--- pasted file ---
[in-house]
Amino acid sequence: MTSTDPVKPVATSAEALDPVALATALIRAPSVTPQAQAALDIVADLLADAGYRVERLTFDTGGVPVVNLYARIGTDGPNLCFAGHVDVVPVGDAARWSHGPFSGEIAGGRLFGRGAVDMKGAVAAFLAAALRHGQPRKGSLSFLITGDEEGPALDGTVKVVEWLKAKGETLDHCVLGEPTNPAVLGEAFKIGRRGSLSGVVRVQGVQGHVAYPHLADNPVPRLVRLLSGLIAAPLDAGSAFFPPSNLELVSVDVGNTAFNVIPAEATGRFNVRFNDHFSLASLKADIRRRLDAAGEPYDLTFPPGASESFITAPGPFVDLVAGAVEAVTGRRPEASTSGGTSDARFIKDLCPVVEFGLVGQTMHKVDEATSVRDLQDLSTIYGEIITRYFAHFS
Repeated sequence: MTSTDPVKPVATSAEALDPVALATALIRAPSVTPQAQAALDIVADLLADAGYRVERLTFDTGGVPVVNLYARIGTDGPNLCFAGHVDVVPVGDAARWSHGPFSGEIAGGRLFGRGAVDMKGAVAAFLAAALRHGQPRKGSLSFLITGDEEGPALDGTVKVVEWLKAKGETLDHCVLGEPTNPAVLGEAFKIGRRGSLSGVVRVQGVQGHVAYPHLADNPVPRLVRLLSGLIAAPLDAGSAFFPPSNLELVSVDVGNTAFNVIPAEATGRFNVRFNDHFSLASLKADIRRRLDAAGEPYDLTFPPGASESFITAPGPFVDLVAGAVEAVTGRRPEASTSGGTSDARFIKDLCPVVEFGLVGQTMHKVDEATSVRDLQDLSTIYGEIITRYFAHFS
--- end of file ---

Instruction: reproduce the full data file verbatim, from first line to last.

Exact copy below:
[in-house]
Amino acid sequence: MTSTDPVKPVATSAEALDPVALATALIRAPSVTPQAQAALDIVADLLADAGYRVERLTFDTGGVPVVNLYARIGTDGPNLCFAGHVDVVPVGDAARWSHGPFSGEIAGGRLFGRGAVDMKGAVAAFLAAALRHGQPRKGSLSFLITGDEEGPALDGTVKVVEWLKAKGETLDHCVLGEPTNPAVLGEAFKIGRRGSLSGVVRVQGVQGHVAYPHLADNPVPRLVRLLSGLIAAPLDAGSAFFPPSNLELVSVDVGNTAFNVIPAEATGRFNVRFNDHFSLASLKADIRRRLDAAGEPYDLTFPPGASESFITAPGPFVDLVAGAVEAVTGRRPEASTSGGTSDARFIKDLCPVVEFGLVGQTMHKVDEATSVRDLQDLSTIYGEIITRYFAHFS
Repeated sequence: MTSTDPVKPVATSAEALDPVALATALIRAPSVTPQAQAALDIVADLLADAGYRVERLTFDTGGVPVVNLYARIGTDGPNLCFAGHVDVVPVGDAARWSHGPFSGEIAGGRLFGRGAVDMKGAVAAFLAAALRHGQPRKGSLSFLITGDEEGPALDGTVKVVEWLKAKGETLDHCVLGEPTNPAVLGEAFKIGRRGSLSGVVRVQGVQGHVAYPHLADNPVPRLVRLLSGLIAAPLDAGSAFFPPSNLELVSVDVGNTAFNVIPAEATGRFNVRFNDHFSLASLKADIRRRLDAAGEPYDLTFPPGASESFITAPGPFVDLVAGAVEAVTGRRPEASTSGGTSDARFIKDLCPVVEFGLVGQTMHKVDEATSVRDLQDLSTIYGEIITRYFAHFS